This past weekend UF hosted its third annual hack-athon, SwampHacks. More than 500 college students attended this event, not just from our campus, but from places all over Florida and Georgia. For those of you not familiar with what a hack-athon is, it goes a little something like this: You and three other students have a set amount of time (in this case it was 36 hours) to code something — literally anything. This sounds intimidating to those not familiar, but don’t be fooled. You don’t have to sit at your computer for 36 hours straight. There are workshops, activities and plenty of food. And, believe it or not, you don’t have to come in with any coding knowledge.
If you aren’t a computer science or some sort of engineering major, for instance, you probably read the word hack-athon and were instantly turned off.
But one of the best parts of the event is that mentors are available and ready to teach anyone who doesn’t know what they’re doing. Austin Brown, one of the coordinators of SwampHacks, estimates that a quarter of the participants had no prior coding knowledge. These events are a great way for people who don’t know much about computer science to dive right into coding. It’s a fun environment, built on teamwork and innovation, and there’s no pressure to turn into an expert overnight.
Hack-athons are a way to make computer science more accessible on the outside, but the field still has a long way to go.
Even though computer science is one of the fastest growing fields in the job market, only a quarter of high schools across the country offer computer science courses, and out of these, a lot only focus on basic computer use. Roughly 18 percent of schools offer Advanced Placement computer science classes, but the demographic of students who take the class is incredibly skewed. AP computer science has the largest split between males and females taking the exam, with males making up about 81 percent and females making up 19 percent in 2013, according to College Board. Compare this to Calculus AB, with a 52 percent male and 48 percent female split. There were 11 states in 2013 where no black students took the computer science exam and 8 states where no Hispanic students took the exam.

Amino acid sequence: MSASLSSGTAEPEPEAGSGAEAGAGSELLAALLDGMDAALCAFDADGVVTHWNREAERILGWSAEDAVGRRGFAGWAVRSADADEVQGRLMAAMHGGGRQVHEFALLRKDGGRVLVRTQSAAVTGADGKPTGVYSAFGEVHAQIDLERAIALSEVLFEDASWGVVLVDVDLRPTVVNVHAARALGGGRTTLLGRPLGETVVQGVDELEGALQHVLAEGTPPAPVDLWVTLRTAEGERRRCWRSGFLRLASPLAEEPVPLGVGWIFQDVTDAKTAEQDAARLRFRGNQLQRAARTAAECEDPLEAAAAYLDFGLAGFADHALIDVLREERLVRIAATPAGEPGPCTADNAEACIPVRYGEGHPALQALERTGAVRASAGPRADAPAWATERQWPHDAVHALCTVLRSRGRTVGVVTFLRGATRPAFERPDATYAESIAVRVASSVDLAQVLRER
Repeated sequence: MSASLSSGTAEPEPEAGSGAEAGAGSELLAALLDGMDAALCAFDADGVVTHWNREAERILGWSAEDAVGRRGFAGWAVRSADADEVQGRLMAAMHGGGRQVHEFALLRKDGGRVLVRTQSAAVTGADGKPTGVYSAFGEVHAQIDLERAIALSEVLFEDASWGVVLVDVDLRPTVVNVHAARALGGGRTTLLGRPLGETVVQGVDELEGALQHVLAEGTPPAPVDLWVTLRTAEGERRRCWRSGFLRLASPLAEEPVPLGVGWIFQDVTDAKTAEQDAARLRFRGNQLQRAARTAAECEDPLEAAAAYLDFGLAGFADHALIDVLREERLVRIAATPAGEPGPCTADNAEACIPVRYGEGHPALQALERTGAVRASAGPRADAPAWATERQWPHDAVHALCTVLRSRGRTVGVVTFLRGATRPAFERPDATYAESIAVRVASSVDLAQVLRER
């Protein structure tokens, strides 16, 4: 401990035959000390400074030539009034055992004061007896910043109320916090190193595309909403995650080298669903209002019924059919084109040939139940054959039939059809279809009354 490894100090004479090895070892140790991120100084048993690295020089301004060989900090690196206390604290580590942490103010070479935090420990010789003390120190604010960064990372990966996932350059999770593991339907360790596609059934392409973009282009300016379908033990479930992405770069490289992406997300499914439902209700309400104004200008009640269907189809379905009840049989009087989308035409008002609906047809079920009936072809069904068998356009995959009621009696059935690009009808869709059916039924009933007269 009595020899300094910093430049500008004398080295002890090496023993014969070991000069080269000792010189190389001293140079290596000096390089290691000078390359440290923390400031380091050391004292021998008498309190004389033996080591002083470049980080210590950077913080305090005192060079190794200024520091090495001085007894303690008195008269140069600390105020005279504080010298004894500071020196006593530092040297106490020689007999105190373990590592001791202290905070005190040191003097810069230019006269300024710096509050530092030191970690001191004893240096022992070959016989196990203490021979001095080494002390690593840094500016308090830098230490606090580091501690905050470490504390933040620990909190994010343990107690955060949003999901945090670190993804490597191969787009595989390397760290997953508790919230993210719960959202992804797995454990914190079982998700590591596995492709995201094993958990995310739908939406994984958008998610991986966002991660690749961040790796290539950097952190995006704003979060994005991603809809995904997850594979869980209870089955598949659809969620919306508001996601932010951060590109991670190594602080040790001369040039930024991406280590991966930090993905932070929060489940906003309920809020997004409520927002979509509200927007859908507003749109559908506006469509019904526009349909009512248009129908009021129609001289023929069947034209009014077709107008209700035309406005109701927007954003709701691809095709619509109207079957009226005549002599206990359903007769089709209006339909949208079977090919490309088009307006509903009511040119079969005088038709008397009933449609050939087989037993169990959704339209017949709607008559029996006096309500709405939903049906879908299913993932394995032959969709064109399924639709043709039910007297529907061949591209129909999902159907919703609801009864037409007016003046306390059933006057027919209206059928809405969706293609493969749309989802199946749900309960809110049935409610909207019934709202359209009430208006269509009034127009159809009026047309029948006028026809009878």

It’s important to remember that a lot of lower-income schools typically do not have a computer science curriculum, and those students have limited access to computers to begin with. Others might have no idea where to begin, or they believe that computer science is scary and too hard for them.
Unlike physics, biology and chemistry which have been core components of high-school curriculum since the 1890s, computer science is still considered an elective. Entry-level computer science classes in college, sometimes the first coding class a lot of students take, usually serves as the weed-out class for the major. This works for Chemistry 1 and Biology 1, where students come in with some knowledge from high-school courses, but this isn’t often the case for computer science. Some individuals persevere, but it’s a deterrent, and ultimately makes the field seem inaccessible to those who did not have the opportunity to start early.
What the school system needs to do is make computer science as essential as biology, chemistry and math. We need to introduce computer science at a young age, the same way we introduce other sciences. We need to make the already existing space more accessible to those who are interested. And we’re getting there. Events like hack-athons create a fun environment for new coders. There are more and more easy-to-follow online tutorials about coding. People are even coding games and websites for kids to learn about coding — going full circle and passing on their knowledge to a generation that won’t be as restricted.